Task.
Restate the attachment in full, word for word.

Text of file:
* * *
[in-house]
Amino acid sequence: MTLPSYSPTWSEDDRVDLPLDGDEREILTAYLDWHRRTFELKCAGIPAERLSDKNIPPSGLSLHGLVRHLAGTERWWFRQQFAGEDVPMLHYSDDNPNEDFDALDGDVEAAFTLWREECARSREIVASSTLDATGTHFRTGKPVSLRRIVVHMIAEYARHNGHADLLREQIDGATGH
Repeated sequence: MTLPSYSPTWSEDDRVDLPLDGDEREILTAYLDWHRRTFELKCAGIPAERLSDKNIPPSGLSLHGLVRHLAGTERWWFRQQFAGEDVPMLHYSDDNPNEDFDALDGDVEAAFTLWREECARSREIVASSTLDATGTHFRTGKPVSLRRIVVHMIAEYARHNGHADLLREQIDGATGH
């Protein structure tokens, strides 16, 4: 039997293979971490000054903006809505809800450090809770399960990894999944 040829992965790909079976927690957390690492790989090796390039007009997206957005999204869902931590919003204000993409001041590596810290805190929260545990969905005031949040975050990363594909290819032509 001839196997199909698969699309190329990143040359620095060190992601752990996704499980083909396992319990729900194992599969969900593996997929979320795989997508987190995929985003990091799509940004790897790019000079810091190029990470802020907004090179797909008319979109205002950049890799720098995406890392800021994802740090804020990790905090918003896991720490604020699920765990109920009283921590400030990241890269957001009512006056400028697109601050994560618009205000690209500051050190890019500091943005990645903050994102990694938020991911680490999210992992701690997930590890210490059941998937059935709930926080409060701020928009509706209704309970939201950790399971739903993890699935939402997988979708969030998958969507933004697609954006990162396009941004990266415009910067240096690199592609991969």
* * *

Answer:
[in-house]
Amino acid sequence: MTLPSYSPTWSEDDRVDLPLDGDEREILTAYLDWHRRTFELKCAGIPAERLSDKNIPPSGLSLHGLVRHLAGTERWWFRQQFAGEDVPMLHYSDDNPNEDFDALDGDVEAAFTLWREECARSREIVASSTLDATGTHFRTGKPVSLRRIVVHMIAEYARHNGHADLLREQIDGATGH
Repeated sequence: MTLPSYSPTWSEDDRVDLPLDGDEREILTAYLDWHRRTFELKCAGIPAERLSDKNIPPSGLSLHGLVRHLAGTERWWFRQQFAGEDVPMLHYSDDNPNEDFDALDGDVEAAFTLWREECARSREIVASSTLDATGTHFRTGKPVSLRRIVVHMIAEYARHNGHADLLREQIDGATGH
């Protein structure tokens, strides 16, 4: 039997293979971490000054903006809505809800450090809770399960990894999944 040829992965790909079976927690957390690492790989090796390039007009997206957005999204869902931590919003204000993409001041590596810290805190929260545990969905005031949040975050990363594909290819032509 001839196997199909698969699309190329990143040359620095060190992601752990996704499980083909396992319990729900194992599969969900593996997929979320795989997508987190995929985003990091799509940004790897790019000079810091190029990470802020907004090179797909008319979109205002950049890799720098995406890392800021994802740090804020990790905090918003896991720490604020699920765990109920009283921590400030990241890269957001009512006056400028697109601050994560618009205000690209500051050190890019500091943005990645903050994102990694938020991911680490999210992992701690997930590890210490059941998937059935709930926080409060701020928009509706209704309970939201950790399971739903993890699935939402997988979708969030998958969507933004697609954006990162396009941004990266415009910067240096690199592609991969």